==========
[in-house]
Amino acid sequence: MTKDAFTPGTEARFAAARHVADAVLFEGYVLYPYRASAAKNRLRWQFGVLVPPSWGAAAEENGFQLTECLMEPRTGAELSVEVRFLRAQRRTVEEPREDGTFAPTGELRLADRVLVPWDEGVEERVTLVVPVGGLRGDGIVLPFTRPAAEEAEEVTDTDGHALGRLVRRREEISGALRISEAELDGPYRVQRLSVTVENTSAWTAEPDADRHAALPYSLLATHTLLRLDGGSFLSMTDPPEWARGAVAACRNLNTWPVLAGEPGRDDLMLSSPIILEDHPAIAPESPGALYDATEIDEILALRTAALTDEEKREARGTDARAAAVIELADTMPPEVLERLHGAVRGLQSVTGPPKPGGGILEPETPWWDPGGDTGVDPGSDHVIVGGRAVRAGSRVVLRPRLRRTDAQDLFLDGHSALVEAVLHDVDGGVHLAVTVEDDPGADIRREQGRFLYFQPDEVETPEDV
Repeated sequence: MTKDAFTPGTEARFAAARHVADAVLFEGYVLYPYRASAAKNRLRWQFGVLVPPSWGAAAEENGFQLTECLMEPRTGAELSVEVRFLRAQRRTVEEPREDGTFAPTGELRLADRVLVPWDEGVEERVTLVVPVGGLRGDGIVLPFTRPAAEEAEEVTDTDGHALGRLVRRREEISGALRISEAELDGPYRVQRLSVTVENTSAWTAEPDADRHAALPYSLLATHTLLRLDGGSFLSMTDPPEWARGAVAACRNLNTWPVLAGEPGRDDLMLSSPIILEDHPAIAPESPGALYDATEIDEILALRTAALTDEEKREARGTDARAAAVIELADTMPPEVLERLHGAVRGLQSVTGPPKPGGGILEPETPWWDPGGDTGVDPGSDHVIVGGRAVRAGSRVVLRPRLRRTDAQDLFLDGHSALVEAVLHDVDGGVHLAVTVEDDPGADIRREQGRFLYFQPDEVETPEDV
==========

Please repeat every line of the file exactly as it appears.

[in-house]
Amino acid sequence: MTKDAFTPGTEARFAAARHVADAVLFEGYVLYPYRASAAKNRLRWQFGVLVPPSWGAAAEENGFQLTECLMEPRTGAELSVEVRFLRAQRRTVEEPREDGTFAPTGELRLADRVLVPWDEGVEERVTLVVPVGGLRGDGIVLPFTRPAAEEAEEVTDTDGHALGRLVRRREEISGALRISEAELDGPYRVQRLSVTVENTSAWTAEPDADRHAALPYSLLATHTLLRLDGGSFLSMTDPPEWARGAVAACRNLNTWPVLAGEPGRDDLMLSSPIILEDHPAIAPESPGALYDATEIDEILALRTAALTDEEKREARGTDARAAAVIELADTMPPEVLERLHGAVRGLQSVTGPPKPGGGILEPETPWWDPGGDTGVDPGSDHVIVGGRAVRAGSRVVLRPRLRRTDAQDLFLDGHSALVEAVLHDVDGGVHLAVTVEDDPGADIRREQGRFLYFQPDEVETPEDV
Repeated sequence: MTKDAFTPGTEARFAAARHVADAVLFEGYVLYPYRASAAKNRLRWQFGVLVPPSWGAAAEENGFQLTECLMEPRTGAELSVEVRFLRAQRRTVEEPREDGTFAPTGELRLADRVLVPWDEGVEERVTLVVPVGGLRGDGIVLPFTRPAAEEAEEVTDTDGHALGRLVRRREEISGALRISEAELDGPYRVQRLSVTVENTSAWTAEPDADRHAALPYSLLATHTLLRLDGGSFLSMTDPPEWARGAVAACRNLNTWPVLAGEPGRDDLMLSSPIILEDHPAIAPESPGALYDATEIDEILALRTAALTDEEKREARGTDARAAAVIELADTMPPEVLERLHGAVRGLQSVTGPPKPGGGILEPETPWWDPGGDTGVDPGSDHVIVGGRAVRAGSRVVLRPRLRRTDAQDLFLDGHSALVEAVLHDVDGGVHLAVTVEDDPGADIRREQGRFLYFQPDEVETPEDV